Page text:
Nature Notes from Argyll
(and occasionally other places)

Mon 9 May 2011 Glen Nant

Philopotamus montanus

Here's a better pic than last week's of the caddis fly Philopotamus montanus.  It likes fast-flowing streams with rapids so it was no surprise to find it on the banks of the River Nant, which look like this...

Pip


But not every rock in the middle of this river is surmounted by a dog...

Trollius europaeus

... some are crowned with Globe Flowers.
 

Ranunculus auricomus   Viburnum opulus

The humid sheltered banks have a lush ground flora of Wild Garlic, Dog's Mercury, Woodruff, Bluebell and a great variety of other shade-loving plants.  We were looking for old records of Twayblade and Herb Paris but didn't see them in the short stretch of ground we covered.  They may be on the opposite bank.  We did find Goldilocks Buttercup, above left, and Guelder Rose, on the right.  Oak Fern, Wood Speedwell and Stone Bramble were also present.
 

Prunus padus

The place is leafy from ground level to top of gorge.  Hazel, Oak, Birch, Wych Elm, Rowan, Sallows, Blackthorn and Ash contribute to the greenery, which Bird Cherry punctuates with brilliant sprays of white.
 

Leucozona lucorum   Ancistronycha abdominalis

The hoverfly Leucozona lucorum at a Wild Garlic flower, and the Blue Soldier Beetle, Ancistronycha abdominalis, on a Hazel leaf.
 

Jodis lactearia   Gymnopus aquosus

The find of the day was undoubtedly this spectacular moth found by Olya.  Not only had I never seen a sky-blue moth in life before, I'd never seen one in the books either.  It turned out to be the Little Emerald, which normally starts green and quickly fades to white.  This was only the second vice-county record for the species, the first having been made in the same place 38 years earlier.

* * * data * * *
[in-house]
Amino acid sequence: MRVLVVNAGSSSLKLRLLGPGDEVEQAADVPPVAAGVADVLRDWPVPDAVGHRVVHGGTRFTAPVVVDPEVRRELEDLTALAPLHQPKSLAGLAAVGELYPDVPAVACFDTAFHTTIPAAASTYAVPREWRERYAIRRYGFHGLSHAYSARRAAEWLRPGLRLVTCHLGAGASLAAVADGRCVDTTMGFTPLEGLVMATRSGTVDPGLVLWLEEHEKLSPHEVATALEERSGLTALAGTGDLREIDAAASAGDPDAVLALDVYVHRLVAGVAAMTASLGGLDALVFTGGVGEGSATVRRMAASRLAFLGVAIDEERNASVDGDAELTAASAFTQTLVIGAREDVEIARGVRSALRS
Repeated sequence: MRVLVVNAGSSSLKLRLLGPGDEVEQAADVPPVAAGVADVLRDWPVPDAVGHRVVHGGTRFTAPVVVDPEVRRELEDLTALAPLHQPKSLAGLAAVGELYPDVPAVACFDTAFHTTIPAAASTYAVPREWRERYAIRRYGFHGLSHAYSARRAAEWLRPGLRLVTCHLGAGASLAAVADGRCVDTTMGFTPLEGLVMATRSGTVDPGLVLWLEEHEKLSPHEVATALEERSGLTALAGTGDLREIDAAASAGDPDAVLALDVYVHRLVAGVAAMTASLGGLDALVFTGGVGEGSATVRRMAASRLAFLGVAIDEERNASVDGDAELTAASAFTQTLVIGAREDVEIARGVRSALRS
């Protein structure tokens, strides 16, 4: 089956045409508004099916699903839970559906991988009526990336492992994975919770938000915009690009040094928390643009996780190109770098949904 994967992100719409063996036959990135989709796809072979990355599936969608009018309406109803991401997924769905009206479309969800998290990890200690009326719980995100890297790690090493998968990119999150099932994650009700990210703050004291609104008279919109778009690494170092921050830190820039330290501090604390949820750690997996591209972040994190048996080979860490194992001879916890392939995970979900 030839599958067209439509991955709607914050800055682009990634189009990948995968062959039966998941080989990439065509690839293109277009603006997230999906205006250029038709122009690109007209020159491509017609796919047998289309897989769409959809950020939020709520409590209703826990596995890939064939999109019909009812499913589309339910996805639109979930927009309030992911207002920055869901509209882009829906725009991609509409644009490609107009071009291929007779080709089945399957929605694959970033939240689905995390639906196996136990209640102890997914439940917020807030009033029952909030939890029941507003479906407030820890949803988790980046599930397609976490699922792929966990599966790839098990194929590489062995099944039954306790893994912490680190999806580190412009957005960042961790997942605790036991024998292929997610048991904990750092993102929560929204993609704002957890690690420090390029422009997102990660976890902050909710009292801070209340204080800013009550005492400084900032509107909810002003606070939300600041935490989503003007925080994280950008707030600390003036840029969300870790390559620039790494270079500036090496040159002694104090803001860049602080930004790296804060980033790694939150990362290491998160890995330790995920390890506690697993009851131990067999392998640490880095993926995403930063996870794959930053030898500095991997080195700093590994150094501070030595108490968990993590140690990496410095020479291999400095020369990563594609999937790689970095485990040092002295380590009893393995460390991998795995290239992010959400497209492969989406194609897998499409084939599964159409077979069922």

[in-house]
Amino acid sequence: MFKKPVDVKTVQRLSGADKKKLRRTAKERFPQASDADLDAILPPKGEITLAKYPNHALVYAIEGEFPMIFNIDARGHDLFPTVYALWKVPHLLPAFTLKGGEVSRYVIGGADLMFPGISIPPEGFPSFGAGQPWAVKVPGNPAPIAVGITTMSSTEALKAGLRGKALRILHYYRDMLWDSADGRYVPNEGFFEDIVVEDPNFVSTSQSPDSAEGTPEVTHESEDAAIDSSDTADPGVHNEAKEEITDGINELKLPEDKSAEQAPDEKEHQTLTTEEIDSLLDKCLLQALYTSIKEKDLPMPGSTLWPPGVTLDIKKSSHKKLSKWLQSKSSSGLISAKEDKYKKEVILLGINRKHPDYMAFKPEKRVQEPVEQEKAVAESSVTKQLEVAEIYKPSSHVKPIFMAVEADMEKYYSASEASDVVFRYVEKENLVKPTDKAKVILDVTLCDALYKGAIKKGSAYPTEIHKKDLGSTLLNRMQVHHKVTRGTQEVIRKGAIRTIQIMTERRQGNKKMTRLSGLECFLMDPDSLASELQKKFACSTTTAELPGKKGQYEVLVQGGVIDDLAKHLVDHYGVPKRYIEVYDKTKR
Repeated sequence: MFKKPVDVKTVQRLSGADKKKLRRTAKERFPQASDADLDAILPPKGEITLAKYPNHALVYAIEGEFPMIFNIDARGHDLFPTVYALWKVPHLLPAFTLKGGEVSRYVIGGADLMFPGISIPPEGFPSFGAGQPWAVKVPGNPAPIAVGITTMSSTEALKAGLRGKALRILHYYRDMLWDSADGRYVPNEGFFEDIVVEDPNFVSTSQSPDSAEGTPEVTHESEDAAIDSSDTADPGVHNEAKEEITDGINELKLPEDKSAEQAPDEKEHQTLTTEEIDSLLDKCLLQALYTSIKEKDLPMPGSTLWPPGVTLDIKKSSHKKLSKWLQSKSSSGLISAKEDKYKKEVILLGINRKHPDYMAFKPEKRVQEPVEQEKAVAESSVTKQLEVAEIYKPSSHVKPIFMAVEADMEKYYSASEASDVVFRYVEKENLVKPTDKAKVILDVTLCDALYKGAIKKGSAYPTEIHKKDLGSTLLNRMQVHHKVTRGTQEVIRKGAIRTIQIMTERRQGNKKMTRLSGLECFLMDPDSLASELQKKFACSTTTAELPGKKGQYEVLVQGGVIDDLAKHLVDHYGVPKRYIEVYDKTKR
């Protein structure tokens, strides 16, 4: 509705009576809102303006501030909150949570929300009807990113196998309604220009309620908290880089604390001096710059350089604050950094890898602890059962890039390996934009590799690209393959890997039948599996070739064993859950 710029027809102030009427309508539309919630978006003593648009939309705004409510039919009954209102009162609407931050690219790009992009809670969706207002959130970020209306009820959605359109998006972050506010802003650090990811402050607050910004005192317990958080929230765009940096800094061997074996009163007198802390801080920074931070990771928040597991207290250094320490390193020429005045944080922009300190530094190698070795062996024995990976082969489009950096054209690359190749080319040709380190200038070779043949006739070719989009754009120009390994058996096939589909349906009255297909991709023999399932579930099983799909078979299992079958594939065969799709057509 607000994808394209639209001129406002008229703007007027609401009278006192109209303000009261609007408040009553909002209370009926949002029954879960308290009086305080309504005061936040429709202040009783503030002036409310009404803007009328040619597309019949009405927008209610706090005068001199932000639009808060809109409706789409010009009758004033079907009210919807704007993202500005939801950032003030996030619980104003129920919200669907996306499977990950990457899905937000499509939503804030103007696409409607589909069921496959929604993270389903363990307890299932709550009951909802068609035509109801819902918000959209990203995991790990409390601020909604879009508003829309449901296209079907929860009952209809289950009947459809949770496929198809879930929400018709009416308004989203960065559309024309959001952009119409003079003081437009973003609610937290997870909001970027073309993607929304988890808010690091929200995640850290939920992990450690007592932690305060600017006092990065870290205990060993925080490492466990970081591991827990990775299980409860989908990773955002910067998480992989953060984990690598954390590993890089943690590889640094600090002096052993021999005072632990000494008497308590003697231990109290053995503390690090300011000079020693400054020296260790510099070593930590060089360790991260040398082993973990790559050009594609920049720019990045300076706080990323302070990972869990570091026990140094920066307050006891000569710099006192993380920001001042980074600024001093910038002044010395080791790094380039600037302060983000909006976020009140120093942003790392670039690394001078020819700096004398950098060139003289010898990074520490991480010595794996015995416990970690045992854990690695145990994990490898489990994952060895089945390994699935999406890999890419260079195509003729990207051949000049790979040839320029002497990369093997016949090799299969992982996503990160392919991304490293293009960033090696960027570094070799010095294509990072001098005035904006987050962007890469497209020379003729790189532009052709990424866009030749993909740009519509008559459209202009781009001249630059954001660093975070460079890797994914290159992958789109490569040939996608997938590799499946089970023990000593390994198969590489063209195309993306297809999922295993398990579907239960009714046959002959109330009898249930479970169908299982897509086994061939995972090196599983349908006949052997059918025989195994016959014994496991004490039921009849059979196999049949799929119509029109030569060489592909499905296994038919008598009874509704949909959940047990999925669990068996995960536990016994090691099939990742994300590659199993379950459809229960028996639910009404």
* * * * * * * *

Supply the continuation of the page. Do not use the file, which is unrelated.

Mushrooms are a rare sight at the moment but there were quite a number of this kind, in clumps of two or three, under hazel.  After heroic efforts by Dick Peebles and Malcolm Storey on the Scottish Field Mycology forum we nailed it down to Gymnopus aquosus (formerly Collybia aquosa).  Thanks guys.
 

River Nant

Roll on, you rolling river!  You still hold many secrets.  We hope to glimpse one or two more of them another day.


Tue 10 May 2011

Selenia lunularia

A new moth visitor to the house, the Lunar Thorn.


Wed 11 May 2011 Appin

Anthocharis cardamines

Orange Tip butterflies seem to become more numerous every year, and they are certainly abundant at the moment.
 

Anthocharis cardamines

Here's a side view showing their wonderfully patterned underwings.
 

Cephalanthera longifolia

Still on the orange and white theme, the Narrow-leaved Helleborines are looking good.
 

Xanthorhoe ferrugata

Tonight's new moth visitor was the Dark-barred Twin-spot Carpet.

 

       
                 

All photos and other content copyright Carl Farmer